This song, obtained from A’yû´nini in connection with the Cherokee story of the Origin of the Bear, as already mentioned, is sung by the bear hunter, in order to attract the bears, while on his way from the camp to the place where he expects to hunt during the day.
Collection: Sacred Formulas of the Cherokee
This formula, from A’yûnini’s book, is used to separate two lovers or even a husband and wife, if the jealous rival so desires.
The results obtained from a careful study of this list may be summarized as follows: Of the twenty plants described as used by the Cherokees, seven (Nos. 2, 4, 5, 13, 15, 17, and 20) are not noticed in the Dispensatory even in the list of plants sometimes used although regarded as not official. It is possible that one or two of these seven plants have medical properties, but this can hardly be true of a larger number unless we are disposed to believe that the Indians are better informed in this regard than the best educated white physicians in
It is impossible to overestimate the ethnologic importance of the materials thus obtained. They are invaluable as the genuine production of the Indian mind, setting forth in the clearest light the state of the aboriginal religion before its contamination by contact with the whites. To the psychologist and the student of myths they are equally precious. In regard to their linguistic value we may quote the language of Brinton, speaking of the sacred books of the Mayas, already referred to: Another value they have… and it is one which will be properly appreciated by any student of languages. They are,
The Inâli Manuscript In the course of further inquiries in regard to the whereabouts of other manuscripts of this kind we heard a great deal about Inâ´li, or “Black Fox,” who had died a few years before at an advanced age, and who was universally admitted to have been one of their most able men and the most prominent literary character among them, for from what has been said it must be sufficiently evident that the Cherokees have their native literature and literary men. Like those already mentioned, he was a full-blood Cherokee, speaking no English, and in the course
Subsequently a few formulas were obtained from an old shaman named Tsiskwa or “Bird,” but they were so carelessly written as to be almost worthless, and the old man who wrote them, being then on his dying bed, was unable to give much help in the matter. However, as he was anxious to tell what he knew an attempt was made to take down some formulas from his dictation. A few more were obtained in this way but the results were not satisfactory and the experiment was abandoned. About the same time A’wani´ta or “Young Deer,” one of their best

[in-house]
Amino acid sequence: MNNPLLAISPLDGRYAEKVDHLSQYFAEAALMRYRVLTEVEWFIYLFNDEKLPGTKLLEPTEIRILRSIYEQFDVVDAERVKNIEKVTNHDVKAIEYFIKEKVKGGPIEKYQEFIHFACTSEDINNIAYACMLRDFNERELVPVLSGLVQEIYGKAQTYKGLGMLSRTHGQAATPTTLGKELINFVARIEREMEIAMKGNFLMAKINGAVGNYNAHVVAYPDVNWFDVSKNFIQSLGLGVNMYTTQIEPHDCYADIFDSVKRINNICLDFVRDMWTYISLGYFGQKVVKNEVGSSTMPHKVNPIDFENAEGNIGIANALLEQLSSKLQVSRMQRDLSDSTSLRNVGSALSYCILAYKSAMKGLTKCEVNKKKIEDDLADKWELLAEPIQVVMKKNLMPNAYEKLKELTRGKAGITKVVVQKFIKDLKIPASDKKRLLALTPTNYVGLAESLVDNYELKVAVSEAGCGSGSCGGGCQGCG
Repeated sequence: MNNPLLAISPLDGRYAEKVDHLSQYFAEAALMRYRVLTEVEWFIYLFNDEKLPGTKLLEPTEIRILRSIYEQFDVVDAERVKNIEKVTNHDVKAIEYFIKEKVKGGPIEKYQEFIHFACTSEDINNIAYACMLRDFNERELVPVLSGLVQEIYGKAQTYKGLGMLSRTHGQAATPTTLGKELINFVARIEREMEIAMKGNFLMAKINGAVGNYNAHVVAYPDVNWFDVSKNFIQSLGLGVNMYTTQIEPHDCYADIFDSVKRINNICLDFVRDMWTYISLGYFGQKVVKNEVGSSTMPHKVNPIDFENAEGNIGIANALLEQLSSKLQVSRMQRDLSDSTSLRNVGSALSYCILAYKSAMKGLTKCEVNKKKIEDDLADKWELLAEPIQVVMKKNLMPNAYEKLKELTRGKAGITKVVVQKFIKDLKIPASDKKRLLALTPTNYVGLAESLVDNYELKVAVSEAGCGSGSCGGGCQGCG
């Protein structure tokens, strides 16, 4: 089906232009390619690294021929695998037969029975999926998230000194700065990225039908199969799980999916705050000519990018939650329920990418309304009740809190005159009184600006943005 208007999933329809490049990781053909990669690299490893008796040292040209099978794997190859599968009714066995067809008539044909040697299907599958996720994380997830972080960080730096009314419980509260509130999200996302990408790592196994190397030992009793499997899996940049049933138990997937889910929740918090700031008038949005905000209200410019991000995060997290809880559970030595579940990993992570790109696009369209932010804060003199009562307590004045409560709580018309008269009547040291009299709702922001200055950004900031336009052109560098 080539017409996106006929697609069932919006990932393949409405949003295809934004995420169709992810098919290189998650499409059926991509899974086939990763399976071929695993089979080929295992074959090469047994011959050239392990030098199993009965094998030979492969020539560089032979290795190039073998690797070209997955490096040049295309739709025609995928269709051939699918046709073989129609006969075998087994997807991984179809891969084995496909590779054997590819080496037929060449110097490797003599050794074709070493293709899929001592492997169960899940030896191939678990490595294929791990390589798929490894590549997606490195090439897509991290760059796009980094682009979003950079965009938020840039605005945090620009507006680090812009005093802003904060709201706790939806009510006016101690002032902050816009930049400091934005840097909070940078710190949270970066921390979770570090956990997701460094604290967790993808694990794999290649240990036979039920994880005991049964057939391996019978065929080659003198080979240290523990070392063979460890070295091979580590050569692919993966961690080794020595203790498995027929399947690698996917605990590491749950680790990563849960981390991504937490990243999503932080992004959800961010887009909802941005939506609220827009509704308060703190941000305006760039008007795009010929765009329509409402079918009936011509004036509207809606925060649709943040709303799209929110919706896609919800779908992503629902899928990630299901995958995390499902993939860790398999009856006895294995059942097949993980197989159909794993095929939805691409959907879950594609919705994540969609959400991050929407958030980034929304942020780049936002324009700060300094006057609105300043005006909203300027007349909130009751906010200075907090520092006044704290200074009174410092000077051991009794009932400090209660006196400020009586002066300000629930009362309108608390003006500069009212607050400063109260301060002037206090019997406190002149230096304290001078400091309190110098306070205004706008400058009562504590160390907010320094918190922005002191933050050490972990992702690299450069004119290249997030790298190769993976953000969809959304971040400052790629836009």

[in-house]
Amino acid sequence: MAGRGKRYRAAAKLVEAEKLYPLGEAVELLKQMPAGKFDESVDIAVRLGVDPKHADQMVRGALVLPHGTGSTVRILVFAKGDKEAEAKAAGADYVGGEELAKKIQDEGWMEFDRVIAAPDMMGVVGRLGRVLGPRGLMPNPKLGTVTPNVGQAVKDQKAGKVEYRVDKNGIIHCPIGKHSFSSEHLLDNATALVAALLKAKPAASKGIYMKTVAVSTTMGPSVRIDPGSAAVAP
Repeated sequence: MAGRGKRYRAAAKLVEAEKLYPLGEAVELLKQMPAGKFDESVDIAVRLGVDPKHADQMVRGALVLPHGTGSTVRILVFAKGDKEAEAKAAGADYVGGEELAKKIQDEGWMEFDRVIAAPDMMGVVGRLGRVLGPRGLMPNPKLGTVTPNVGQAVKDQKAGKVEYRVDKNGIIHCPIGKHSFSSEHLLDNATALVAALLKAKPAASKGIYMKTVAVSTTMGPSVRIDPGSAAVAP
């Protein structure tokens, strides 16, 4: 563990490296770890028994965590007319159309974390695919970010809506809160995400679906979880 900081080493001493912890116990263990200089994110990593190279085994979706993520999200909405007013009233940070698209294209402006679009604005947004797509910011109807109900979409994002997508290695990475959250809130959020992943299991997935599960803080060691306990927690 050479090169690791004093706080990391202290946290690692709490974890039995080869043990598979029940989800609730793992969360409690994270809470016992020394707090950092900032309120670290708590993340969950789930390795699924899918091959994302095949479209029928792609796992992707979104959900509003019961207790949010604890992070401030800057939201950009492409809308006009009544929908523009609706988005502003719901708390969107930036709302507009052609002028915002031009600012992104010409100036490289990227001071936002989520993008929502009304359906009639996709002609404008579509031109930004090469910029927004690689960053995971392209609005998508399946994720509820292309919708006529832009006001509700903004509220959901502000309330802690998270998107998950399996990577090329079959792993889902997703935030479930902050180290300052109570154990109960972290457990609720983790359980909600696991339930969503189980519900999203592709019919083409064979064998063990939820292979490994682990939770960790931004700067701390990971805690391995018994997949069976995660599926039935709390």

There are a number of ceremonies and regulations observed in connection with the gathering of the herbs, roots, and barks, which can not be given in detail within the limits of this paper. In searching for his medicinal plants the shaman goes provided with a number of white and red beads, and approaches the plant from a certain direction, going round it from right to left one or four times, reciting certain prayers the while. He then pulls up the plant by the roots and drops one of the beads into the hole and covers it up with the loose
The sacred Cherokee formulas had been handed down orally from a remote antiquity until the early part of the present century, when the invention of the Cherokee syllabary enabled the priests of the tribe to put them into writing. The same invention made it possible for their rivals, the missionaries, to give to the Indians the Bible in their own language, so that the opposing forces of Christianity and shamanism alike profited by the genius of Sikwâya (Sequoyah). The pressure of the new civilization was too strong to be withstood, however, and though the prophets of the old religion still
Cherokee Formula for This Is To Frighten A Storm Yuhahi´, yuhahi´, yuhahi´, yuhahi´, yuhahi´, Yuhahi´, yuhahi´, yuhahi´, yuhahi´, yuhahi´-Yû! Listen! O now you are coming in rut. Ha! I am exceedingly afraid of you. But yet you are only tracking your wife. Her footprints can be seen there directed upward toward the heavens. I have pointed them out for you. Let your paths stretch out along the tree tops (?) on the lofty mountains (and) you shall have them (the paths) lying down without being disturbed, Let (your path) as you go along be where the waving branches meet. Listen!
In many of the Cherokee formulas, especially those relating to love and to life-destroying, the shaman mentions the name and clan of his client, of the intended victim, or of the girl whose affections it is desired to win. The Indian regards his name, not as a mere label, but as a distinct part of his personality, just as much as are his eyes or his teeth, and believes that injury will result as surely from the malicious handling of his name as from a wound inflicted on any part of his physical organism. This belief was found among the